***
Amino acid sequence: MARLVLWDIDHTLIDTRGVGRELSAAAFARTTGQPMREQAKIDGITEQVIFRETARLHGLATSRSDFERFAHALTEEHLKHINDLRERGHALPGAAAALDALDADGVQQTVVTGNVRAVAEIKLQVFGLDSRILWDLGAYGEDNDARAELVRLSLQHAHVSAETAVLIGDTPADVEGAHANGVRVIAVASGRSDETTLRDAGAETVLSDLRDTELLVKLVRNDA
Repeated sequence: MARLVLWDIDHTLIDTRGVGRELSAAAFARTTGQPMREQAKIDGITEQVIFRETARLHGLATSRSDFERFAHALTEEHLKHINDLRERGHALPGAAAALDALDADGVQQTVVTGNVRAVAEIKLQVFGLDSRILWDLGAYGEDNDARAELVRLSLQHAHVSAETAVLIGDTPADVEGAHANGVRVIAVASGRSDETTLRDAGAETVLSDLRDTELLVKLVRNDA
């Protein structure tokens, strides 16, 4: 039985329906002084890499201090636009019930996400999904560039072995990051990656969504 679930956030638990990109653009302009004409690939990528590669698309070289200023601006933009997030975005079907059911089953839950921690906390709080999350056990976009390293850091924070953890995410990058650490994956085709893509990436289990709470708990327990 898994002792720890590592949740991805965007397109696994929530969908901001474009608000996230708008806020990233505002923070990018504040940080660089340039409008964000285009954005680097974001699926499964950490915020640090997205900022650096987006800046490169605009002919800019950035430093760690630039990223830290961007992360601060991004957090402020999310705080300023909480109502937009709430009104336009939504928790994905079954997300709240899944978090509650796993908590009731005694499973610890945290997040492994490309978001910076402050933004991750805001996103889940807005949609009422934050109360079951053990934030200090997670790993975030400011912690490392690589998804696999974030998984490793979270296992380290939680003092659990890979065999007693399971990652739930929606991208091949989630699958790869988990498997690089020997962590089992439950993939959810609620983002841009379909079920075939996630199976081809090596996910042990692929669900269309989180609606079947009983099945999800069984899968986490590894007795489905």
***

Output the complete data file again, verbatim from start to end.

Amino acid sequence: MARLVLWDIDHTLIDTRGVGRELSAAAFARTTGQPMREQAKIDGITEQVIFRETARLHGLATSRSDFERFAHALTEEHLKHINDLRERGHALPGAAAALDALDADGVQQTVVTGNVRAVAEIKLQVFGLDSRILWDLGAYGEDNDARAELVRLSLQHAHVSAETAVLIGDTPADVEGAHANGVRVIAVASGRSDETTLRDAGAETVLSDLRDTELLVKLVRNDA
Repeated sequence: MARLVLWDIDHTLIDTRGVGRELSAAAFARTTGQPMREQAKIDGITEQVIFRETARLHGLATSRSDFERFAHALTEEHLKHINDLRERGHALPGAAAALDALDADGVQQTVVTGNVRAVAEIKLQVFGLDSRILWDLGAYGEDNDARAELVRLSLQHAHVSAETAVLIGDTPADVEGAHANGVRVIAVASGRSDETTLRDAGAETVLSDLRDTELLVKLVRNDA
């Protein structure tokens, strides 16, 4: 039985329906002084890499201090636009019930996400999904560039072995990051990656969504 679930956030638990990109653009302009004409690939990528590669698309070289200023601006933009997030975005079907059911089953839950921690906390709080999350056990976009390293850091924070953890995410990058650490994956085709893509990436289990709470708990327990 898994002792720890590592949740991805965007397109696994929530969908901001474009608000996230708008806020990233505002923070990018504040940080660089340039409008964000285009954005680097974001699926499964950490915020640090997205900022650096987006800046490169605009002919800019950035430093760690630039990223830290961007992360601060991004957090402020999310705080300023909480109502937009709430009104336009939504928790994905079954997300709240899944978090509650796993908590009731005694499973610890945290997040492994490309978001910076402050933004991750805001996103889940807005949609009422934050109360079951053990934030200090997670790993975030400011912690490392690589998804696999974030998984490793979270296992380290939680003092659990890979065999007693399971990652739930929606991208091949989630699958790869988990498997690089020997962590089992439950993939959810609620983002841009379909079920075939996630199976081809090596996910042990692929669900269309989180609606079947009983099945999800069984899968986490590894007795489905």